Puss in Boots: the Last WishPG
So you may have come across something like this in your social media feeds, when there’s a picture of an object, and if you know what it is – like the spindle to a vinyl record, for instance - it’s supposed to make you feel really old.
But if you want to feel old, there’s an easier way, in just dating films you remember. Such as Shrek; it was a great animated film, right? Doesn’t feel like it came out all that long ago. Wrong. It was 2001 people. That’s right, 22 years ago.
If it seems like a long time to you, imagine what it feels like for its stars, such as Antonio Banderas, who played Puss in Boots.
He did of course also appear in the spin-off flick of the same name Puss in Boots - released 12 years ago.
It’s taken its sweet time getting here, but this sequel has finally arrived, let’s just hope we can keep our eyes open through it. Not because it’s boring, it’s not, but because, well, you know, we’re all really older now...
Enjoying life in the town of Del Mar is everyone’s favourite fighting feline Puss in Boots (Banderas). He’s the life and soul of a party he’s throwing that gets a little out of paw. So much so that he soon finds himself in the company of a vet, who has some bad news for him; it transpires that he’s been pretty cavalier over the years, and finds himself in a position where he’s forgotten how many of his nine lives he’s used up. The vet informs him that it’s been eight – meaning he’s on his last one.
This serves as a wake-up call for the cool kitty, as he thinks deeply on how he can deal with this situation.
Then he hears of a magical wishing star that can grant him any wish, and so he thinks this is the best option to get his lives back.
But he’s not the only one who’s aware of this wishing star, and each have their own reason for finding it. But the question is, who will find it first?
Big studio animated films such as this, coming from those crazy cats at DreamWorks, usually end up having a fairly mediocre story, making up for it with a colourful film and larger than life characters. Not so this film. It is certifiably bonkers, and wonderfully so. It involves a number of characters from classic children’s stories, such as Goldilocks and the three bears, and throws them into a pretty trippy flick.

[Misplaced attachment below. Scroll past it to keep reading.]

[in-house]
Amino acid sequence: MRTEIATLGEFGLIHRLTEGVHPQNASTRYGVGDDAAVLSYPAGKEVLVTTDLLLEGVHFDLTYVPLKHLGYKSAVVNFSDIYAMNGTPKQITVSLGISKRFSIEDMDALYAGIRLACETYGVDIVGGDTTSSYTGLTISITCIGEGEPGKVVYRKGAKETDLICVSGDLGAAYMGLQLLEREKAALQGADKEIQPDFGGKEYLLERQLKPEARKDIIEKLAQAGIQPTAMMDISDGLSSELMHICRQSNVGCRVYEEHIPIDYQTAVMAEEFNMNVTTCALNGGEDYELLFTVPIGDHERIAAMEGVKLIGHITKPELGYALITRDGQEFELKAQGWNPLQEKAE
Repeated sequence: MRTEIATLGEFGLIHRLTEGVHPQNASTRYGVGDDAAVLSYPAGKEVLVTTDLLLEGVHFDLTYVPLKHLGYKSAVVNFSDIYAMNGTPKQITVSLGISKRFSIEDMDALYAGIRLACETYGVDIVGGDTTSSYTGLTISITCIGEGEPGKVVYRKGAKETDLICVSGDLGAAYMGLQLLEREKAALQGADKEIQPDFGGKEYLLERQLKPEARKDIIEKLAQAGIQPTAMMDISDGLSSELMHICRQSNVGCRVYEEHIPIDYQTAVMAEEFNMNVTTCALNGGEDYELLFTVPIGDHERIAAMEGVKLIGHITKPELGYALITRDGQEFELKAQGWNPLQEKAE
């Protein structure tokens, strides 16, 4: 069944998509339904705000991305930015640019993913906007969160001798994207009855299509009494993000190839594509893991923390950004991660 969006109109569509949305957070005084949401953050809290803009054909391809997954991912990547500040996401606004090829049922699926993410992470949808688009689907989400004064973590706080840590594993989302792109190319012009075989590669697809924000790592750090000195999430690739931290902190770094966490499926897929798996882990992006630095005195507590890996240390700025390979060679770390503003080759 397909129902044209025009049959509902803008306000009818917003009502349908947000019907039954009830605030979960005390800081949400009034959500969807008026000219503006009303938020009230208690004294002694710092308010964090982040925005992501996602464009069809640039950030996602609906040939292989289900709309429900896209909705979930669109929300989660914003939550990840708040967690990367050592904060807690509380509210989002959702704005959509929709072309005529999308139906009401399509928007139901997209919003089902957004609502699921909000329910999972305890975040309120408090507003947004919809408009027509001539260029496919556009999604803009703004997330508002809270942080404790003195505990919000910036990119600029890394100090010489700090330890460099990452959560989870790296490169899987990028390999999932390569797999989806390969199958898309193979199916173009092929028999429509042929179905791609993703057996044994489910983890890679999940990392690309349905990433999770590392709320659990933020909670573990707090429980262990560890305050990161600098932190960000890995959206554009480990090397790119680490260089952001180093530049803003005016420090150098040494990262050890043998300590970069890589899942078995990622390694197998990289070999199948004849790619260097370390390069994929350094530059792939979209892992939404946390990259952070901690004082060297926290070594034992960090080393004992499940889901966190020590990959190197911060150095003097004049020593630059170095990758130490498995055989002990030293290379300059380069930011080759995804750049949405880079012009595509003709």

On top of that, there’s also a little underlying pathos to it too, with its main character facing his own mortality, which is pretty dark material for a family film.
And then there is the animation, which is truly impressive. It’s both bold and striking, with its use of changing styles of animation throughout, making it a real feast for the eyes. It’s no surprise then that it’s been nominated for an Oscar, which it richly deserves.
And although Banderas may well be a lot older than his first appearance many years ago, it doesn’t matter thanks to the magical properties of animation, with Puss both looking and sounding exactly the same.
It’s also a film that can be appreciated without either being an oldie, or having seen any of the previous instalments in this or the Shrek franchises themselves, working perfectly well as a standalone piece. Of course if you have seen the previous films, and still manage to remember them, it makes the film that little bit more entertaining.
But if you are older, there are little nuggets of gold for you, like a Cricket character doing its best James Stewart impersonation, circa his it’s a Wonderful Life performance. A younger audience will see just a cute cricket, so it’s nice it has a few levels to it.
Although the majority of animated films are considered suitable for the entire family, that often usually means that you’re going to put up with sitting through it to keep the kids happy. Not so Puss in Boots: The Last Wish; it’s hugely entertaining and can be enjoyed with or without the rest of the family, so go on, treat yourself, you’re only old once.